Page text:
Clearly they need to be drafting more Andrew Brackmans. ML deals for raw players who need arm surgery. Can’t get enough of ‘em.

[22]  CJ Henry was the centerpiece of the Abreu deal.  So I’d say that actually worked out.

Wasn’t the centerpiece of the Abreu deal was the fat sum of money the Yankees paid?

No it’s not about Boras’s skill as an agent.  It’s about his unconscionable deceit.  All he does is prey on dying men’s wish to achieve immortality.  I’m reminded of those law school cases about how contracts can be invalidated because of undue influence, such as when some twenty-two year old hussy blinds her 90-year-old jillionaire husband with her pussy to change his will so she gets everything.

Eric Duncan
Ruben Rivera

Rivera was Intl guy so he doesn’t count. How about Hensley Muelens, he was too.  I was trying to remember the name of the can’t miss guy (starts with an M) who’s folks were killed on the highway in Flordia. He was a can’t miss with light tower power.

Jackson Melian

Melian was also an international signing.

John Ford-Griffin, David Parrish, David Walling, Jon Poterson.  Those are the kinds of guys we have to hope they strive for.

Joe Morgan benefited going from the Astros and the Astrodome to the Big Red Machine and Riverfront Stadium is my guess as to his being on the plus side after age 30. Don’t remember how old he was when the Reds made that coup. The stats of all those 2nd basemen proves my belief that giving Cano big money and many years is a likely disaster and should be avoided. Trade him I say, as I said last year. The more top tier prospects, more likely that a few will pan out.

Add in the pick from Soriano, and they could have a nice group of young talent in a few years.

Jackson Melian was wrecked when he witnessed his mom and dad killed in a car accident as they followed the minor league team bus around one year. He was never the same. Very sad all around.

(29) I think that kind of drafting performance is well within the grasp of Yanks brain trust.
(30) that is very sad. I’d like to think Yanks management reached out to him beyond the signing bonus after the accident, but who knows.

(25) There you go again, Mel, denigrating the good name of cats.

I’m finding it impossible to digest the following paragraph:

The books stated the marketing report said: ‘’(W)omen are definitely more drawn to the `soap opera’ and `reality-TV’ aspects of the game ... They are interested in good-looking stars and sex symbols’’ - a reference to All-Star second baseman Dustin Pedroia.

I’d like to think Yanks management reached out to him beyond the signing bonus after the accident, but who knows.

George did.

[33]  Sex symbol…Pedroia…brain…melting…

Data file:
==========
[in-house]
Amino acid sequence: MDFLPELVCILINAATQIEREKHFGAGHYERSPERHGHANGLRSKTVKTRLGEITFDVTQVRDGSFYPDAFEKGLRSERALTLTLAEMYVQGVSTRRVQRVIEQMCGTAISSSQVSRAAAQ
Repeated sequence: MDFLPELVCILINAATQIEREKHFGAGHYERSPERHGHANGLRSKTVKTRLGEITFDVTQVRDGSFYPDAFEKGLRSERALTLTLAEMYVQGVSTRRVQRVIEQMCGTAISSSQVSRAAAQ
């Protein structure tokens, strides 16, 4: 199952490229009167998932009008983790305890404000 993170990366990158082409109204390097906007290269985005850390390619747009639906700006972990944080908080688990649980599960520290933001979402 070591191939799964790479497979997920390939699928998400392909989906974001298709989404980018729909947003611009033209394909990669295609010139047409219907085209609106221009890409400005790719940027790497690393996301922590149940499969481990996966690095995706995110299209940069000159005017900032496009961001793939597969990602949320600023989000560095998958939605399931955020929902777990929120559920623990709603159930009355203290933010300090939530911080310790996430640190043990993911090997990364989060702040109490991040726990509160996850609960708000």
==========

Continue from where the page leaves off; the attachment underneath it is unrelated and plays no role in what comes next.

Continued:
[33, 35] Apparently baseball players are held to lower standards than the general population.

At least they didn’t pick Youkilis

fgas, I’m loving this season. Stefan, Kristin, and Shelden all seem really cool.

yankz, are you talking about Top Chef?  Glad you like, but I’m not on it any more.

John-Ford Griffin.

Damn SG beat me to it.

Old Hoss Radbourn flips a bird:

[35] The only way to explain that comment is that Pedroia was being offered as evidence that things needed to change, desperately.

Hey, the Yankees get another one of those great Nationals draft picks! Who’s the next Harper?

[25] This is a core class in law schools, which are being counted on to train the next generation of 90-year-old jillionaires.

Oh, I didn’t know that. Now I’ll never have dinner with Gail :(

[43] Don’t the Nats lose the pick, as in it disappears? The Yankees get a sandwich (mmmmmmmmmmm! sandwich) pick? Am I wrong here.

Besides, if the Nats were picking in the top 15 the pick wouldn’t revert. So it would not be a Harper-type.

Where would contract law be without greedy relatives and twenty-two year old hussys?

[46] They get the 32nd pick of the draft (not sure if that changes when Lohse and Bourn sign).

Also, I totally missed the fact that you still lose a pick if you sign someone who got a qualifying offer, since I thought that removing the draft penalty for signing players was the entire point of the change. Another reason to dislike that CBA.

[45]  I’ll go back there if it means that much to you.

I’m a little vague on what exactly happens—the Nats lose the 29th pick, but the Yanks get the 32nd pick.  Huh?

ETA:  So it seems Don is right about the sandwich pick.  But hell, wasn’t Hughes a sandwich pick?  Look how that worked out.

50 I’ve been boycotting the show since you left.  Spoiler request does the blind woman win?

PM or email that to him! (Who’s the blind woman?)

Do you mind that I still love the show…

Christina Ha has defeated the odds and won a cooking competition as a blind woman, the first vision impaired woman to do this in reality TV history.  Different show Master Chef?